The post Council approves zone change to permit sawmill appeared first on The Observer.


Observer Extra

Hot dog! Summer bring plenty of extra offerings from WCS

From free hot dog Thursdays to a community garden ripe for picking, Woolwich Community Services has plenty on offer for just about anyone in the community throughout the summer months. Every week on Thursdays throughout July and August (except August 8), a free hot dog lunch will be offered to anyone interested at 5 Memorial […]

The post Hot dog! Summer bring plenty of extra offerings from WCS appeared first on The Observer.


Observer Extra

Wellesley seeking public input on its new strategic plan

Wellesley officials are looking for feedback as to how to improve the township’s strategic plan, which will guide the municipality for the next four years. The survey collects general information on the participant’s demographic profile, then asks to rate community well-being questions on a scale from 1-4. Wellesley residents can voice their opinions on a […]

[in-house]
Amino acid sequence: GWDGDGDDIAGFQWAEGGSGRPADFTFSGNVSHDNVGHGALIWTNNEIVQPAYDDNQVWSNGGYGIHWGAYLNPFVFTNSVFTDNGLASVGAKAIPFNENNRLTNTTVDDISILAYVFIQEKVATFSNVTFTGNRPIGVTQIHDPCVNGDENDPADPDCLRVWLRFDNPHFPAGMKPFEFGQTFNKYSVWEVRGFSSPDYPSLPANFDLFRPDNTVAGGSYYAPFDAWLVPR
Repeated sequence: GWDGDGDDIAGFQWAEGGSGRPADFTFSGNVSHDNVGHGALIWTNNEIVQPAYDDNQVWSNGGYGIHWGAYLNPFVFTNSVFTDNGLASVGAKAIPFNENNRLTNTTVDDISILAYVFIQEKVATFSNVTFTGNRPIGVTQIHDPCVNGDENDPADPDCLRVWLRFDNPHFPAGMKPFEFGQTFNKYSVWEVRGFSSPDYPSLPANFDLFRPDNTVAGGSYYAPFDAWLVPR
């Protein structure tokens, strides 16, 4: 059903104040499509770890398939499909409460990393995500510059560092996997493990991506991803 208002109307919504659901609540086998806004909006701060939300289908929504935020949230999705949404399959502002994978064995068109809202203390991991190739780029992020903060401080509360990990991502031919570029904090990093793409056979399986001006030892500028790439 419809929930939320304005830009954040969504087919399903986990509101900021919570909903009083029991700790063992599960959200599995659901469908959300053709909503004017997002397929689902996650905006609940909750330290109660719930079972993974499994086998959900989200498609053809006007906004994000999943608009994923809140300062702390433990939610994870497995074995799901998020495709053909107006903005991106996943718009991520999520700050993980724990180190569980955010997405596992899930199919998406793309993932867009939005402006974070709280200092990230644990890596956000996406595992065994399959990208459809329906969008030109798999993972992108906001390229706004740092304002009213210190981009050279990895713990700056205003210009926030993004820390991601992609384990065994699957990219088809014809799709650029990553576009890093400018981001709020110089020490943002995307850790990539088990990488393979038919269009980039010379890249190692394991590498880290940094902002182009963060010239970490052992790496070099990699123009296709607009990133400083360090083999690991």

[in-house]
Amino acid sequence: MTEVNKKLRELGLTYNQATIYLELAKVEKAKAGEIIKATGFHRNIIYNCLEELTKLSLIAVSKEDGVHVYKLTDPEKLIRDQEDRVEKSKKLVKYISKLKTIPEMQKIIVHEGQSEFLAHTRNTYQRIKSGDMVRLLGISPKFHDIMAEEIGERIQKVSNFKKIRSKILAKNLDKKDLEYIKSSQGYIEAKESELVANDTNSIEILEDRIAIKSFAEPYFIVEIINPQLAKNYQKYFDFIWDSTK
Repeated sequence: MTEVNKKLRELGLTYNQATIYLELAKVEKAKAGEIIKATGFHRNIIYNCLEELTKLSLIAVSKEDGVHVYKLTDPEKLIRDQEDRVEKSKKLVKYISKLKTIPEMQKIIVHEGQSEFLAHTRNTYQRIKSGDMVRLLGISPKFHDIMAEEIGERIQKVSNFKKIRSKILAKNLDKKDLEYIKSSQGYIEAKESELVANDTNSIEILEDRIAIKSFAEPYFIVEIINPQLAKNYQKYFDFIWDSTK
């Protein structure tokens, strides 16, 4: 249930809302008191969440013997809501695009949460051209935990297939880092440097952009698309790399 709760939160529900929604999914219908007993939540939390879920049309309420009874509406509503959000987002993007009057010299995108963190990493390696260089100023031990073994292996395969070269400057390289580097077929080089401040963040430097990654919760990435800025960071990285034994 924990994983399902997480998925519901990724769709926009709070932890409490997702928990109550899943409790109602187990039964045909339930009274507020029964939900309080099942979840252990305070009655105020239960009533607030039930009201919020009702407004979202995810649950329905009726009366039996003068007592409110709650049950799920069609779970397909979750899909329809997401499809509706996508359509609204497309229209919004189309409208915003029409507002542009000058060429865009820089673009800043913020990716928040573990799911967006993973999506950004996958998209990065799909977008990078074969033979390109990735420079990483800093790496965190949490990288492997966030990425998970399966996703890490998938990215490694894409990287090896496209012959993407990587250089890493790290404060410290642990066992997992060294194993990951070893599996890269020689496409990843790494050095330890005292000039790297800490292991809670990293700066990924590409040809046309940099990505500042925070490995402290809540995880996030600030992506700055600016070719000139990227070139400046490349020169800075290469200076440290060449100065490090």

The post Wellesley seeking public input on its new strategic plan appeared first on The Observer.


Observer Extra

Summer school means charitable lunches are still in demand

With school out and much more free time available, summer is generally thought of as a leisurely time for students and teachers. But not everybody’s on holidays, as summer school means there’s a smattering of both kids and educators still at it. Likewise, there’s still work to be done for the folks at Nutrition for […]

The post Summer school means charitable lunches are still in demand appeared first on The Observer.


Laura Mae Lindo MPP

Long-time advocate backs NDP bill proposing opt-out system for organ donation

QUEEN’S PARK — George Marcello, an organ donation advocate who has received transplant surgery and is waiting again for a donor, is urging Doug Ford’s government to support an NDP bill proposing an opt-out system for organ donation. Marcello, NDP Health critic France Gélinas and recent transplant recipient Gary Marin were at Queen’s Park on Wednesday to fight for the bill.